Pottery in Archaeology

Front Cover
Cambridge University Press, May 13, 2013 - Social Science - 356 pages
This revised edition provides an up-to-date account of the many different kinds of information that can be obtained through the archaeological study of pottery. It describes the scientific and quantitative techniques that are now available to the archaeologist, and assesses their value for answering a range of archaeological questions. It provides a manual for the basic handling and archiving of excavated pottery so that it can be used as a basis for further studies. The whole is set in the historical context of the ways in which archaeologists have sought to gain evidence from pottery and continue to do so. There are case studies of several approaches and techniques, backed up by an extensive bibliography.
 

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Contents

History of Pottery Studies IKIIUJUJ
3
FIGURES
7
The Potential of Pottery as Archaeological Evidence
24
Integrated Data
33
PRACTICALITIESI A GUIDE TO POTTERY PROCESSING AND RECORDING
41
Fabric Analysis
71
Classification of Form and Decoration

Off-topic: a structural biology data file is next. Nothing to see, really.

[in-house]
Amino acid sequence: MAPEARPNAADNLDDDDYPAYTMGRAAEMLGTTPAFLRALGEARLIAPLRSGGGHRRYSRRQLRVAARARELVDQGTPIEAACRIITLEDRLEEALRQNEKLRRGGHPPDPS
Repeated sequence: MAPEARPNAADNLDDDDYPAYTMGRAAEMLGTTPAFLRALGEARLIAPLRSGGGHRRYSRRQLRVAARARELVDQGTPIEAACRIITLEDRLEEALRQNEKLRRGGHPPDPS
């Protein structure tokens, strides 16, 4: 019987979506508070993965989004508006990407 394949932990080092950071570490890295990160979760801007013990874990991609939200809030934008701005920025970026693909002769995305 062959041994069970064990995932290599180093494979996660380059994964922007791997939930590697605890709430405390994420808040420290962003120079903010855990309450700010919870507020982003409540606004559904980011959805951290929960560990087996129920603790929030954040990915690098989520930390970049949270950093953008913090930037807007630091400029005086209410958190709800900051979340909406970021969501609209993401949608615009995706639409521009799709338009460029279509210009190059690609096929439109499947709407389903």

81
Illustration
93
Pottery Fabrics
150
Form
190
Quantification
203
Chronology
219
Production and Distribution
235
Pottery and Function
246
Assemblages and Sites
262
The Future of Pottery Studies
273

Pottery Archives
104
Publication
113
Making Pottery
121
Archaeology by Experiment
140
Quantified pottery recording sheet
276
Scientific Databases and Other Resources for Archaeometry
286
Index
329
Copyright

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About the author (2013)

Clive Orton is Emeritus Professor of Quantitative Archaeology at the University College London Institute of Archaeology. He has won the London and Middlesex Archaeological Society Ralph Merrifield Award for service to London Archaeology and the British Archaeological Awards Lifetime Achievement Award. He is a member of the Archaeology Data Service Management Committee, a member of the advisory board for the Journal of Quantitative Archaeology, the editor of London Archaeologist, a member of the editorial board for Archaeologia e Calcolatori, chairman of Southwark and Lambeth Archaeological Excavation Committee and chair of Gresham Ship Steering Committee. His most recent books include The Pottery from Medieval Novgorod and its Region (2006) and Sampling in Archaeology (2000).

Michael Hughes was Principal Scientific Officer at The British Museum, Department of Conservation and Scientific Research and Senior Lecturer in Forensic Science and Bioscience at the University of East London. His work has been published in Archaeometry, the Journal of Archaeological Science, Studies in Conservation, Medieval Archaeology, Medieval Ceramics and the Oxford Journal of Archaeology, among others.

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